We are performing a security review of the WorkBench tool before allowing external consultants access to our Salesforce organization for viewing the structure and relationships to develop reports.

I found the Wiki with documentation about security , but are there any architecture diagrams describing the WorkBench architecture?

is there any best practices tor specified permissions to minimize what can be done via workBench?

2 Answers 2


The Workbench has access to anything the user has access to. This is how the Salesforce API works in general. You must set up your user's Profile and Permission Set settings, as well as any sharing settings, correctly in order to avoid allowing the user to do something they should not. I suppose, as far as best practices, would be to assign those users to the Read Only/Minimum Access profile, then add on permission sets to allow additional access as needed. There's no particular "architecture" diagram, but it is open source, so you can review it for yourself.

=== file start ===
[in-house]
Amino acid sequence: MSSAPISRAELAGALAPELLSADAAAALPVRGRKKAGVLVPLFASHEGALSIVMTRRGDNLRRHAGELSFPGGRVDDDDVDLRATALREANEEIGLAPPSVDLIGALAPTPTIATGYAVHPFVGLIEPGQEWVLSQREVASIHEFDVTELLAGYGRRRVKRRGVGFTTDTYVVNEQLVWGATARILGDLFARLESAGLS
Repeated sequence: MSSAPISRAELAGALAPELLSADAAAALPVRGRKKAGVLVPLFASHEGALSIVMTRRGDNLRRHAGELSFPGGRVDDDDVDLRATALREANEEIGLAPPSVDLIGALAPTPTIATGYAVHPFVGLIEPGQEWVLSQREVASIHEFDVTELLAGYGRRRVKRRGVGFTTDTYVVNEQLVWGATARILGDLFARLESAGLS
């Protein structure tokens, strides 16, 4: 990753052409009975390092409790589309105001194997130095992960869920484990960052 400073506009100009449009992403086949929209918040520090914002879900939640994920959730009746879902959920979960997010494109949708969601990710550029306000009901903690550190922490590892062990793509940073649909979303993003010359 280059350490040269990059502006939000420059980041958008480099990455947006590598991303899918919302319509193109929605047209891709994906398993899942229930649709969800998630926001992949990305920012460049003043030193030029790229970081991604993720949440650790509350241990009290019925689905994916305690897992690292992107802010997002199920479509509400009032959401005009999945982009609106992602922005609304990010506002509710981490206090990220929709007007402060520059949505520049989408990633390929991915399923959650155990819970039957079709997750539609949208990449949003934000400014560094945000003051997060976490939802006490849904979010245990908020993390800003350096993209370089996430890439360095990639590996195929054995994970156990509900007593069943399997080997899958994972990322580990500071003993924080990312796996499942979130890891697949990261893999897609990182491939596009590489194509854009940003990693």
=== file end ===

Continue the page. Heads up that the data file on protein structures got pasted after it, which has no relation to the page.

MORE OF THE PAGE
The code for Workbench is publicly available here. The tool is currently in maintenance-only mode, with only security and API updates and no new features. It is not a Salesforce product and you cannot get help through their support teams.

In theory, anyone could fork the code, set up a fly-by-night clone that captures the credentials to an environment, and position the server properly in a search engine to phish well-intentioned junior admins.

Unless it is running locally from your machine in a container image or in an internal server that you maintain, the consulting team is better-off by using a more modern toolkit, since there is virtually nothing in Workbench that cannot be achieved with a combination of VSCode, the Salesforce CLI, Postman, or even good ol' Dev Console.

You must log in to answer this question.

Not the answer you're looking for? Browse other questions tagged .